Note posts below this on latest developments in the Western Australian campaign and a new state poll from South Australia. In other polling news, we have the latest from a regular series on issue salience and a state poll from Tasmania that I don’t quite feel warrants a post of its own:
• The latest True Issues survey of issue salience from JWS Research records a slight moderation of the coronavirus-driven peculiarities of the mid-year results, in that 42% now rate health among the top three issues (down from 47% in June, but still well up on 24% in February) and 19% do so for environment (up three on last time, but still well down on 26% in February. However, a spike in concern about the economy (steady at 32%, compared with 18% in February) and employment and wages (up two to 30%, compared with 21% in February) has not abated. Nineteen per cent rate the federal government’s response to COVID-19 as very good and 37% as good, but state governments collectively fare better at 29% and 35%. Positive ratings are markedly lower in Victoria for both the federal and state governments. Plenty more detail here from the poll, which was conducted from February 18 to 22 from a sample of 1000.
• The latest quarterly EMRS poll of state voting intention in Tasmania is little changed on the previous result in November, with the incumbent Liberals steady on 52%, Labor up two to 27% and the Greens up one to 14%, with the only complication to a static picture being a four point drop for “others” to 7%. Peter Gutwein’s lead over Labor’s Rebecca White as preferred premier is unchanged at 52-27. The poll was conducted by phone from Monday, February 15 to Tuesday, February 23, from a sample of 1000. Much analysis as always from Kevin Bonham.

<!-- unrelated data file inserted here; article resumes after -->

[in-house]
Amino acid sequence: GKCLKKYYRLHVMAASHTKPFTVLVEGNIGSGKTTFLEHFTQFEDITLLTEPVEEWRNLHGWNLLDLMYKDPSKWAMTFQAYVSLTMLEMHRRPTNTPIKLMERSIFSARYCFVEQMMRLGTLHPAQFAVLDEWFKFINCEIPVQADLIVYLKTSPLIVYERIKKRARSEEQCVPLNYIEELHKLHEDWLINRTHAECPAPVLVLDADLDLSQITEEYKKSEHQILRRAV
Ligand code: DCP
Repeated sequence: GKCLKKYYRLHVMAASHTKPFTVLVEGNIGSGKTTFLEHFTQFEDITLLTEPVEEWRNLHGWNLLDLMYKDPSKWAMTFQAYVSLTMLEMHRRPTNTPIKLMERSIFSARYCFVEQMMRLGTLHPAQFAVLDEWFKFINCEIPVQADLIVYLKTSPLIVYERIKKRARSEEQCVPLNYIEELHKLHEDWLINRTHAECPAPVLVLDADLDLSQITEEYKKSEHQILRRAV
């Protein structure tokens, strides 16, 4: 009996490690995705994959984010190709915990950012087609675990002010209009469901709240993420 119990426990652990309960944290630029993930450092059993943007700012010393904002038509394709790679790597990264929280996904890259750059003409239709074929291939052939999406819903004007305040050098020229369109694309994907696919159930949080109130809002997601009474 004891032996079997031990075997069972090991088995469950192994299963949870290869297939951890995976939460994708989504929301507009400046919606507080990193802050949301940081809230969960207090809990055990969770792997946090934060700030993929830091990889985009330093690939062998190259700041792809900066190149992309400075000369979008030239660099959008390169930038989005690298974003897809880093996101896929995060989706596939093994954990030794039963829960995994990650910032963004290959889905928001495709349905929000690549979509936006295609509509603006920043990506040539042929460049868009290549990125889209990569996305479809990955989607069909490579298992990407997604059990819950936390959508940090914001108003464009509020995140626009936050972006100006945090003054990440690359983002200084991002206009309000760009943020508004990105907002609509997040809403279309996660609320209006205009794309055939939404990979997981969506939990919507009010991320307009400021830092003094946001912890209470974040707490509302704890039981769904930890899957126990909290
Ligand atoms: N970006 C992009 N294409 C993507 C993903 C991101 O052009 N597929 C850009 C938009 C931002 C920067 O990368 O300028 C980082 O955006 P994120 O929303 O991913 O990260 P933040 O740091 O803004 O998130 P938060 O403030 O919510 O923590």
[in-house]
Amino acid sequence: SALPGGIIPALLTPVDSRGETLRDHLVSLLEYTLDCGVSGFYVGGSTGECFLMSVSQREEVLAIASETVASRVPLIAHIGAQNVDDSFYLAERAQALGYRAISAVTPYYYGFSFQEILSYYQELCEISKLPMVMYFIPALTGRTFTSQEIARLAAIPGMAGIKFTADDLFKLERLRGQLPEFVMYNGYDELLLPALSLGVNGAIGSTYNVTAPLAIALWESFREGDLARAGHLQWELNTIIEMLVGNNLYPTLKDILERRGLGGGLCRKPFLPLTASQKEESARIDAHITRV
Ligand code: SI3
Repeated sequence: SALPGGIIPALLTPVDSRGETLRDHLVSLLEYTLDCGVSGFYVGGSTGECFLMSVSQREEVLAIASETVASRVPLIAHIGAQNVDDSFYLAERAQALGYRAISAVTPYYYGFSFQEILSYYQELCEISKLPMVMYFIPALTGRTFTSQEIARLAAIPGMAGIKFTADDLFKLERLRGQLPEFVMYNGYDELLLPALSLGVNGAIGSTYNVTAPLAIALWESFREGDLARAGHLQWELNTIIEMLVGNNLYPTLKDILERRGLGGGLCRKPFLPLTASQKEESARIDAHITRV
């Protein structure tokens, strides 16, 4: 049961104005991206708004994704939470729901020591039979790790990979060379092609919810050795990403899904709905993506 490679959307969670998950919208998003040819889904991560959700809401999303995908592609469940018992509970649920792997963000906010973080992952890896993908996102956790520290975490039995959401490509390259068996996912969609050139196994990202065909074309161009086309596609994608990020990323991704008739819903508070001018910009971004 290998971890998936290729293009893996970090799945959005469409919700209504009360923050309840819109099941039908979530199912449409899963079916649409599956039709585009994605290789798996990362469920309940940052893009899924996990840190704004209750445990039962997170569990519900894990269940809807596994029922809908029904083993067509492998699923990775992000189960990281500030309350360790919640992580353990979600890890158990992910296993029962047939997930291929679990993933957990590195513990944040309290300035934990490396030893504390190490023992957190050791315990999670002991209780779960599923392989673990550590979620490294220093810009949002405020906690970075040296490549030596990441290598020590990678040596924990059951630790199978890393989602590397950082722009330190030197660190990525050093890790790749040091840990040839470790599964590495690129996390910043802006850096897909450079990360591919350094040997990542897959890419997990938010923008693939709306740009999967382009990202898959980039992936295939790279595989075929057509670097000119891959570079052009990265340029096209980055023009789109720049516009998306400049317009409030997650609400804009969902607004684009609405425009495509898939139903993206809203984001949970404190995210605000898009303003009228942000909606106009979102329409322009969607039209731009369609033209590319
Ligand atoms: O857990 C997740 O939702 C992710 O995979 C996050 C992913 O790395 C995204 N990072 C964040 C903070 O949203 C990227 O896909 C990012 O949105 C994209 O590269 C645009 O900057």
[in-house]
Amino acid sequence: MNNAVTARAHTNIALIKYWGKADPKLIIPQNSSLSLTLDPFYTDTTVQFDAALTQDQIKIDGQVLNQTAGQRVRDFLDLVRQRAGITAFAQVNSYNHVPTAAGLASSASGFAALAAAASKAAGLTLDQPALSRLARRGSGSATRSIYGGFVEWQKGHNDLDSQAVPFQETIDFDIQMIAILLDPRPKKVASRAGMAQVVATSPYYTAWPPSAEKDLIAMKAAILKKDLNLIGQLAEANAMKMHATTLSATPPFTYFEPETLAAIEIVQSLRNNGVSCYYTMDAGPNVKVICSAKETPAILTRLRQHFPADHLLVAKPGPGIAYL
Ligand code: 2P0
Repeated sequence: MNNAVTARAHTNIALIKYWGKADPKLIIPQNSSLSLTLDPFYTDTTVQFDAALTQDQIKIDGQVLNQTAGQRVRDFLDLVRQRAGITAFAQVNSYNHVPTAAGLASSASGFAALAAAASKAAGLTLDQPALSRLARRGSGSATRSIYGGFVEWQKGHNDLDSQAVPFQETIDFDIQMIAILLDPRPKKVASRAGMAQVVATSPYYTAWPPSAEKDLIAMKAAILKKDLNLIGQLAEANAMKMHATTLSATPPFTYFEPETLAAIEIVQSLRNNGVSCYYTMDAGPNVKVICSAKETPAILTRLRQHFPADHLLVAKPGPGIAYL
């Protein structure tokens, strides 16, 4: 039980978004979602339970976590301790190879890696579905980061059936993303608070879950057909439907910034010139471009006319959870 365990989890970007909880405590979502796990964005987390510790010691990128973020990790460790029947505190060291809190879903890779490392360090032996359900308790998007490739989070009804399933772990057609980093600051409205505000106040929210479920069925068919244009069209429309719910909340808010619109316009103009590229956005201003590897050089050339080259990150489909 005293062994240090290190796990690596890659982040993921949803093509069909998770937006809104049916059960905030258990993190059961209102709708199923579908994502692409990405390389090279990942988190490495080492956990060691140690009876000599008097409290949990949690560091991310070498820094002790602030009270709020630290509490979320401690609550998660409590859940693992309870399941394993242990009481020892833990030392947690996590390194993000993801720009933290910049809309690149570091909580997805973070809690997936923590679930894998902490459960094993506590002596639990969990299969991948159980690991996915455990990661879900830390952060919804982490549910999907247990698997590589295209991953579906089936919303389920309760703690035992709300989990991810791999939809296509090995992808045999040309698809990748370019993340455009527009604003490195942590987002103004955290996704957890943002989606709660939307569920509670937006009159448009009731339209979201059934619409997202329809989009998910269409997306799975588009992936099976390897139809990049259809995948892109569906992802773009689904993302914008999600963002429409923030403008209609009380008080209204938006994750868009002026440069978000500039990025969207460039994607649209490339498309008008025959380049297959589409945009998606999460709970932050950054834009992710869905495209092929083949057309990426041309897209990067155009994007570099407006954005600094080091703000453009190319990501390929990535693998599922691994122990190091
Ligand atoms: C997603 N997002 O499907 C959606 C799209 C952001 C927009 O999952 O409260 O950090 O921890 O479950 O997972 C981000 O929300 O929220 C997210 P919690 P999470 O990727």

Other relevant developments:
• The conventional wisdom that the election would be held in the second half of this year, most likely around September, was disturbed by an Age/Herald report last week that the Prime Minister had “told colleagues to plan for two federal budgets before the Coalition government heads to the polls”.
• Sarah Elks of The Australian reports Warren Entsch, who has held the far north Queensland seat of Leichhardt for the Liberals and the Liberal National Party outside of a one-term time-out from 2007 to 2010, has gone back on his decision to retire. The 70-year-old announced this term would be his last on the night of the 2019 election, but now feels it “incumbent on me during these uncertain times to continue to support our community and its residents”.
• The Advertiser reports the Prime Minister has told South Australian factional leaders they are expected to preselect a woman to succeed Nicolle Flint in Boothby. This presumably reduces the chances of the position going to state Environment Minister David Speirs, who said last week he was “pondering” a run. The Advertiser suggests the front runners are Rachel Swift, a factional moderate and infectious diseases expert who currently has the unwinnable fourth position on the Senate ticket, and Leah Blyth, a conservative and head of student services at Adelaide University. Another woman mentioned as a possibility by Tom Richardson of InDaily was Marion Themeliotis, Onkaparinga councillor and staffer to state Davenport MP Steve Murray.